Aus PM discussed Indonesia swoop

SYDNEY: Australian Prime Minister Kevin Rudd Tuesday revealed he discussed people-smuggling with Indonesia's president the same weekend as Indonesia swooped on a boat carrying hundreds of asylum-seekers.

Rudd said he had spoken to President Susilo Bambang Yudhoyono about illegal immigration but did not confirm a report that he tipped off the Indonesians about the boat.

"Of course we talked about our continued cooperation on people-smuggling -- as we've discussed in the past and as I'll continue to discuss with him in the future," he told public broadcaster ABC.

"The Australian government makes no apology whatsoever for deploying the most hardline measures necessary to deal with the problems of illegal immigration into Australia. No apology whatsoever."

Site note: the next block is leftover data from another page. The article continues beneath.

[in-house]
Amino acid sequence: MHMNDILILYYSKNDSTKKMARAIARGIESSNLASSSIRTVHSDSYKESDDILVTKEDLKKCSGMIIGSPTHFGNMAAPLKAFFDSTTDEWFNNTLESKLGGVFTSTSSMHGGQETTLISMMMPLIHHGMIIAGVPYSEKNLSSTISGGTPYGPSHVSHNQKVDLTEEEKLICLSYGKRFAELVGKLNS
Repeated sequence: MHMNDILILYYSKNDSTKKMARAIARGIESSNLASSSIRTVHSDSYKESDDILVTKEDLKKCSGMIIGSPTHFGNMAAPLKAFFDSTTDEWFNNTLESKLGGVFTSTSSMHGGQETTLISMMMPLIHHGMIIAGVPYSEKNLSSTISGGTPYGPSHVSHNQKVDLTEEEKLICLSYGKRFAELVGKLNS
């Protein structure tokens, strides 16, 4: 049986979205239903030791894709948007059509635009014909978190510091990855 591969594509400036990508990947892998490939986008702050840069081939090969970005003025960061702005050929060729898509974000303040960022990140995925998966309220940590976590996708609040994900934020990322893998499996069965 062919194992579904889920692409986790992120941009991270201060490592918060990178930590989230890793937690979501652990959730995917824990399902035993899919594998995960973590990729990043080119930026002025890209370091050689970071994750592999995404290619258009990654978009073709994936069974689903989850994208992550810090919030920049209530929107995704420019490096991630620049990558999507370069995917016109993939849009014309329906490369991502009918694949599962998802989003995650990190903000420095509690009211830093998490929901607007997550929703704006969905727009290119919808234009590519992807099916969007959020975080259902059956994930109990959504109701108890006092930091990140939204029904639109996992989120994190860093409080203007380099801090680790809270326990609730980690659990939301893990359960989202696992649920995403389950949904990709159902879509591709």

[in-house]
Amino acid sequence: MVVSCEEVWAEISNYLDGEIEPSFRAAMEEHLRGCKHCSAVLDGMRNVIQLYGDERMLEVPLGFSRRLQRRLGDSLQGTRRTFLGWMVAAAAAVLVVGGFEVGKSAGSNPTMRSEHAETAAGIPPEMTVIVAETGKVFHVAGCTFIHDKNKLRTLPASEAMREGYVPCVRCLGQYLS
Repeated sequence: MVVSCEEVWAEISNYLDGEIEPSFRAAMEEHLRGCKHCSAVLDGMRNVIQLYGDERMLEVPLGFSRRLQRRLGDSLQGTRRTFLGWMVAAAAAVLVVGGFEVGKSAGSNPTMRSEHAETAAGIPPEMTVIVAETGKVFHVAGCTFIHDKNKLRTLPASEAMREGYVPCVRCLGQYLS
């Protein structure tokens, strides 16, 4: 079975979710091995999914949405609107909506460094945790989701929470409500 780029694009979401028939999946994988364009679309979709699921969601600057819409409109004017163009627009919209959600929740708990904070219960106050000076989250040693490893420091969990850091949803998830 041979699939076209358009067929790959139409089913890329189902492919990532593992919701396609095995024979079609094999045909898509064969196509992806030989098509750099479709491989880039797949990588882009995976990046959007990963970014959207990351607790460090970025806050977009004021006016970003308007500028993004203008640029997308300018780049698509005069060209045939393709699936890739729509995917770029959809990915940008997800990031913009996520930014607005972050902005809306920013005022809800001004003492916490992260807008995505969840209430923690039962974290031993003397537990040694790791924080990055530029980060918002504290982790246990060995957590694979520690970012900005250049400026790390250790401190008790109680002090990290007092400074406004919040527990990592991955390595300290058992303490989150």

Indonesian officials said they picked up the wooden boat carrying 260 Sri Lankan men, women and children in the Sunda Strait between Java and Sumatra early Sunday.

The West Australian newspaper reported that Rudd had called Yudhoyono on Saturday with intelligence that the vessel was heading for Australian waters.

Indonesia is a popular staging-point for people-smugglers to bring asylum-seekers to Australia by sea, and officials have become increasingly worried about rising numbers because of conflicts around the world.

About 1,650 boatpeople have arrived in Australia since January and 1,116 of them plus 19 crew are being held at the main immigration detention centre at Christmas Island, an official told AFP. The centre has capacity for 1,200 people.

"Working with our friends in the region, it's important to deal with this because of the huge push factors coming from political disturbances in Sri Lanka and Afghanistan and the wider Middle East," Rudd said.

"This is a problem for all countries in the region -- that's why we work closely with our friends in Jakarta."

In April, Yudhoyono said that his country would work closely with Australia to tackle the problem of unwanted arrivals.